LGBT Mental Health to Receive More Funding

The mental health needs of the West Australian LGBTIQ community are to be further assisted with the launch of the Opening Closets Mental Health Training program. $75,000 is to be invested into the initiative, aimed at addressing our rainbow community currently sitting at the bottom rung of mental health outcomes.

Mental Health Minister Helen Morton is in full support of the program, pointing out that LGBT people are 14 times more likely to attempt suicide. The unique training program is aimed at creating a better understanding of LGBT needs through frontline mental health and telephone crisis workers,

‘Developing a better understanding and knowledge of the needs of LGBTI people will help reduce stigma and discrimination and improve their access to mainstream mental health services’, she said.

The launch took place at the King Street Arts Centre; former WA AIDS Council CEO Trish Langdon hosted the event. The Honourable Minister Morton spoke at the launch, stating – ‘What I think is really exciting is first of all the title “Opening Closets”, I think that’s excellent, but also how the focus is on strengthening, teaching, coaching, mentoring, enabling mainstream services to be better accessed by the gay and lesbian community,

‘It’s about training mental health services staff to be more accessible to people from LGBTI and I fully understand the importance of that and can see it’s applicability across the whole state’.

The development of the program has stemmed from research gathered via the State-wide LGBTIQ Community Action Plan, which is funded by the WA Suicide Prevention Strategy.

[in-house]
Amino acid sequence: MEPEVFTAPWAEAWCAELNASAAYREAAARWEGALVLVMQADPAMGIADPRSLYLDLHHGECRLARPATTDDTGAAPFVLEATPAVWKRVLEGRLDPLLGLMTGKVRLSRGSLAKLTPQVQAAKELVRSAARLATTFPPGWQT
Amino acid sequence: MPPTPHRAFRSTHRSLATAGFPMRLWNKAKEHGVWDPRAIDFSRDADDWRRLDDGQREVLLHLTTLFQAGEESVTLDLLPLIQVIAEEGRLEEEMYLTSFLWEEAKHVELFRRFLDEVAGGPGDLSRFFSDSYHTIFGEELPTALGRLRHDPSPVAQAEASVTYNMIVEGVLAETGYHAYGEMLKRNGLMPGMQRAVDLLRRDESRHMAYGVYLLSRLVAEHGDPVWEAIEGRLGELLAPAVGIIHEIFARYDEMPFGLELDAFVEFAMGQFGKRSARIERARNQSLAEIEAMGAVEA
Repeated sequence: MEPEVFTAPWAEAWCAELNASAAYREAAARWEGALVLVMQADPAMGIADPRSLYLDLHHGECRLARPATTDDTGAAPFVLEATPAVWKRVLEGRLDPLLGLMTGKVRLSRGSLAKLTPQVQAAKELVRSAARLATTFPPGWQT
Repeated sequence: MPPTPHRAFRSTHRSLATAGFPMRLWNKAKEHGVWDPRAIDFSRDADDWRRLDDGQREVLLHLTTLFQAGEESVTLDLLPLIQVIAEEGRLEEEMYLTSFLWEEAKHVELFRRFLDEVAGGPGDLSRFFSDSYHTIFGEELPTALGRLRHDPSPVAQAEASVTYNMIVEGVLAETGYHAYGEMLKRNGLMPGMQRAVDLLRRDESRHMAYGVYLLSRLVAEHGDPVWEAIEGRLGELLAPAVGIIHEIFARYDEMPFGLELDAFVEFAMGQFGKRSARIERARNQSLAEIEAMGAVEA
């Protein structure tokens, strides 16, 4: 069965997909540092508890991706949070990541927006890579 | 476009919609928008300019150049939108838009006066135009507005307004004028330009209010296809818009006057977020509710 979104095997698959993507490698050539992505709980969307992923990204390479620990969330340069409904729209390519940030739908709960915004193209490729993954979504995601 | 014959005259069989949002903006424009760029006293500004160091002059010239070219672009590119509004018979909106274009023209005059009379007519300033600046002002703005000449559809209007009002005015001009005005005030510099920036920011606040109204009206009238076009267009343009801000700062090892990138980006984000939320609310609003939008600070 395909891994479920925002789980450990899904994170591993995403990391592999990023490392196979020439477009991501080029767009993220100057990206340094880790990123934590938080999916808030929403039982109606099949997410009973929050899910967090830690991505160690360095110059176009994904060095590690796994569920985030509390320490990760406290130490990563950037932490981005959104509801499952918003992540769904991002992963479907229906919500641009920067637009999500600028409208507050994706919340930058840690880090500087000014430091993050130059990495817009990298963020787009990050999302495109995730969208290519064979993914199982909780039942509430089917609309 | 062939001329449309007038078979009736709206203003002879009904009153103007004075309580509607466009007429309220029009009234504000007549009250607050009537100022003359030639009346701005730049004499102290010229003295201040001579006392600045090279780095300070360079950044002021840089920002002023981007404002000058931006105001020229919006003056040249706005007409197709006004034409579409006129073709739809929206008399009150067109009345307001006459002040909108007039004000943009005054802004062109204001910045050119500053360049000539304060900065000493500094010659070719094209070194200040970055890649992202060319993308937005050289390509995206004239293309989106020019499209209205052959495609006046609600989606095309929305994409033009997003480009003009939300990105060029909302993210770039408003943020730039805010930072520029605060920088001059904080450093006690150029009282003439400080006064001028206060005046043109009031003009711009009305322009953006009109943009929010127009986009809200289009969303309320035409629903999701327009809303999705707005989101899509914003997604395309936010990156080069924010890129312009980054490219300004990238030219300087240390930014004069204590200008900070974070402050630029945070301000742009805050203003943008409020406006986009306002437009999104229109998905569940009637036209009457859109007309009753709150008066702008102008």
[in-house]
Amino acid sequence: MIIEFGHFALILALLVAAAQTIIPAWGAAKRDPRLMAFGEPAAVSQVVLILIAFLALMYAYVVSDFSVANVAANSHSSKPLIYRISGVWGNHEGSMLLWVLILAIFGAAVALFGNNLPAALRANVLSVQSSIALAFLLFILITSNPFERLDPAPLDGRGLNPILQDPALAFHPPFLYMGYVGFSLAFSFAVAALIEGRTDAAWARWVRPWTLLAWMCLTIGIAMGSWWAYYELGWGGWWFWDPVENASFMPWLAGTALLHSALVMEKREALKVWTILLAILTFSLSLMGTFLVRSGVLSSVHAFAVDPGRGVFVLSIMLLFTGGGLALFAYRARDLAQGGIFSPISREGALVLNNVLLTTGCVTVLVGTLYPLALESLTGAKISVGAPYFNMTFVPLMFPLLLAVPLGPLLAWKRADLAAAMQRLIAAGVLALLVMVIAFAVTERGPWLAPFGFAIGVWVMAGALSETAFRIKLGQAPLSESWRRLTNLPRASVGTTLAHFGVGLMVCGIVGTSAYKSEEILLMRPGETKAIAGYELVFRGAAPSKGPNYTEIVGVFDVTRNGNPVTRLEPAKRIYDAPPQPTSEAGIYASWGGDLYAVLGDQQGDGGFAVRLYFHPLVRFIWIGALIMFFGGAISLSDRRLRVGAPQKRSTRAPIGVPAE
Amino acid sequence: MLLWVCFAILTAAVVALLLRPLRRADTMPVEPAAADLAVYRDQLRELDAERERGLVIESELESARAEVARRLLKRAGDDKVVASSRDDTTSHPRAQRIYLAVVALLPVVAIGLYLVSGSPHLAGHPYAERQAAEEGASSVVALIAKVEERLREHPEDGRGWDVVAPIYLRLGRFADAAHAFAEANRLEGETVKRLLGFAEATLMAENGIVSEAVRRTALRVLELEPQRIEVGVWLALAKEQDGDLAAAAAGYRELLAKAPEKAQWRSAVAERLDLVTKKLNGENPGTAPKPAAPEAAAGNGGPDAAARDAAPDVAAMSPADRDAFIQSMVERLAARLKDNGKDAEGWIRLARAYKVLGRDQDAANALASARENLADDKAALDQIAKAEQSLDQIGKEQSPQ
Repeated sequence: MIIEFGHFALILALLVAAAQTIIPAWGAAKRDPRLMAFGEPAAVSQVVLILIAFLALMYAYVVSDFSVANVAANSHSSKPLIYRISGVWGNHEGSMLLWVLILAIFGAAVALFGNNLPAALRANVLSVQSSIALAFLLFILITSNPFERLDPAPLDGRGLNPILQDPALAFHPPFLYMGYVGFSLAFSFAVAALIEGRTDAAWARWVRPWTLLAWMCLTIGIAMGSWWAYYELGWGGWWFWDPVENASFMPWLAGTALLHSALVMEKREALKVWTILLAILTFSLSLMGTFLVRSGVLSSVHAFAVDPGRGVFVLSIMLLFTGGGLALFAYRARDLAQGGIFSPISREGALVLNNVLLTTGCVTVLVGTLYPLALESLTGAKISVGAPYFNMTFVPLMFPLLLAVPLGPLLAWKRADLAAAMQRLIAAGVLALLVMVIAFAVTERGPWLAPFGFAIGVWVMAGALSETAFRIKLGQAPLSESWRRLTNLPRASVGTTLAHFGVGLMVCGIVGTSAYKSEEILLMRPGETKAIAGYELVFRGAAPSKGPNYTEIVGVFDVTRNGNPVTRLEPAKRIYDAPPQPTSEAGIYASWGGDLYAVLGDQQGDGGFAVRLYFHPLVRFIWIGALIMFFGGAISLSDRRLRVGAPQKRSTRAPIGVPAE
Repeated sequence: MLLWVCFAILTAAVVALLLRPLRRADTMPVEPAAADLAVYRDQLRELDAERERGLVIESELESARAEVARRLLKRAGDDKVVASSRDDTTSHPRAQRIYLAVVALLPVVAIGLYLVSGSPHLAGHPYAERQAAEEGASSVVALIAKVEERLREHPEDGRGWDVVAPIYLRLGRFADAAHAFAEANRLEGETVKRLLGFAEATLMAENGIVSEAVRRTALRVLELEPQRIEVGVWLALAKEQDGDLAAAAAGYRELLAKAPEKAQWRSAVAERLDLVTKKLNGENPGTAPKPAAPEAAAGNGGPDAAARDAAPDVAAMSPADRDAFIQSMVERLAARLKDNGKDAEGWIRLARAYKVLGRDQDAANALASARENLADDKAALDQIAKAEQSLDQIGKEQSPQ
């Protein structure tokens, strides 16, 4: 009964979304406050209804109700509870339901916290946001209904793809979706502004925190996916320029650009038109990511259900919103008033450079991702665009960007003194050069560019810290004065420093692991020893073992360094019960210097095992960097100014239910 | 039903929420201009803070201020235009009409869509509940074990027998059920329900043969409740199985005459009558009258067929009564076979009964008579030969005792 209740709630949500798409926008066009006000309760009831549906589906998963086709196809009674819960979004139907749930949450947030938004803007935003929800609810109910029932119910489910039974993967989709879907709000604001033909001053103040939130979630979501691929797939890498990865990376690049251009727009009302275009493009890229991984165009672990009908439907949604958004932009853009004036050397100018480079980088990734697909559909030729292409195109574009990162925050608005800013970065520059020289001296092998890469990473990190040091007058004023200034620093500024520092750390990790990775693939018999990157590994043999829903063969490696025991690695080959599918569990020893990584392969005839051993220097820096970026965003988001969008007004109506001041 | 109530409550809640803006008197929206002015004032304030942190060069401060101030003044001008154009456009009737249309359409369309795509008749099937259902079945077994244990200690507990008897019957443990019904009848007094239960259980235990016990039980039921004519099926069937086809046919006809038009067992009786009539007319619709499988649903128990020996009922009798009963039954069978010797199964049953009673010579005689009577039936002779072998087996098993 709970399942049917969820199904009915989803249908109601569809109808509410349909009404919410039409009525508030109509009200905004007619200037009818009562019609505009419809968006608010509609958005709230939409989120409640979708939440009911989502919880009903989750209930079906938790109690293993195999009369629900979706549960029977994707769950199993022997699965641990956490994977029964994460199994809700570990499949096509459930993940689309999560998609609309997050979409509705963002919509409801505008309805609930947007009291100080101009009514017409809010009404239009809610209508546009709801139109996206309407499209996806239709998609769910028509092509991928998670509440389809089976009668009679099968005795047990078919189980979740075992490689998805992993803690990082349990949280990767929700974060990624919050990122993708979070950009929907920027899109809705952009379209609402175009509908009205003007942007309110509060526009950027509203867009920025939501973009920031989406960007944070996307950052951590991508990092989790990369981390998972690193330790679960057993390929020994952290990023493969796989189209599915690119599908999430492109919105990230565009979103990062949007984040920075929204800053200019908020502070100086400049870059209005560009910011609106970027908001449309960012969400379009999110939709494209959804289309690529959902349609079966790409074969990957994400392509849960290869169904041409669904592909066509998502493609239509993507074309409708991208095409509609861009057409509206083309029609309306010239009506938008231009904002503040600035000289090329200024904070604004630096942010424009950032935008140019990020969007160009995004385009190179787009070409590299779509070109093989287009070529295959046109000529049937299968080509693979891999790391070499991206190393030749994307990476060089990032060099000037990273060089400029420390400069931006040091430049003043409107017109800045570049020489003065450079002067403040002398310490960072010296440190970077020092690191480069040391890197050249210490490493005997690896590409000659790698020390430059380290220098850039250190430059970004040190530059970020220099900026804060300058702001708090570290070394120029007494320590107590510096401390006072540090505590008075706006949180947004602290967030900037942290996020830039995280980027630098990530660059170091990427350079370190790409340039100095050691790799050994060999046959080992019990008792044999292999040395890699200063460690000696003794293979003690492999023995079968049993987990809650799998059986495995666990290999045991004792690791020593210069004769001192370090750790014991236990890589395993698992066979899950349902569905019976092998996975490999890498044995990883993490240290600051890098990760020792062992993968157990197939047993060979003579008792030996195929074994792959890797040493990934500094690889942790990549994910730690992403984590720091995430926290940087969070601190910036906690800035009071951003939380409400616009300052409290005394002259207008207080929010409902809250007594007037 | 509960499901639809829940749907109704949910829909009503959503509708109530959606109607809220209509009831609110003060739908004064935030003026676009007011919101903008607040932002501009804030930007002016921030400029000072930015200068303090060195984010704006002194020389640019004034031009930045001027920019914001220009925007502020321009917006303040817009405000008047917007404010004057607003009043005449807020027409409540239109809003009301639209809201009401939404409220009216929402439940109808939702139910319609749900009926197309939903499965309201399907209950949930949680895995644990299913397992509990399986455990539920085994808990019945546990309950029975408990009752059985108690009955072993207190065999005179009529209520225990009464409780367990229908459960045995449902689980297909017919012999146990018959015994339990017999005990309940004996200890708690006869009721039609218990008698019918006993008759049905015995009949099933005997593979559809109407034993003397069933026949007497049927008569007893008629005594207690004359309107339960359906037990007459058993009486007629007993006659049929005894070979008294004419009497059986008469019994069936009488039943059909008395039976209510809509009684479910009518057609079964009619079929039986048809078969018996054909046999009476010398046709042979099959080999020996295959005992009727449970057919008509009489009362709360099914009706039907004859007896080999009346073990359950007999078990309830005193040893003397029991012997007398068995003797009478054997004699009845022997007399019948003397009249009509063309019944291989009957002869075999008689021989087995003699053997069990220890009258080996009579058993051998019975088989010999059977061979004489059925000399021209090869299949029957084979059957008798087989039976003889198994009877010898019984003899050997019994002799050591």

Replacing Nadine Toussaint, the newly appointed chairperson for Gay and Lesbian Community Services (GLCS) Davina Morley spoke at the event –

‘I would like to thank the Mental Health Commission and the Minister for Mental Health for funding the current project. GLCS has provided volunteer based telephone counselling  for LGBTI people in Perth for over 35 years, and over this time it has been apparent that LGBTI people are hesitant to access mainstream services for fear of discrimination and justice, this is concerning because LGBT people are found to be at a high risk of mental health issues’.

Regan Smith is the training officer for GLCS and will be undertaking the training for the frontline mental health services. Previously worked for Uniting Care West and True Colours

‘I’m really excited about this training, the training has been developed to really bridge a gap between what our community needs to be able to access and what services need to be able to provide that support and facilitate that access,

‘The fear of judgement is enough to stop someone approaching help’.

Nadine Walker

 

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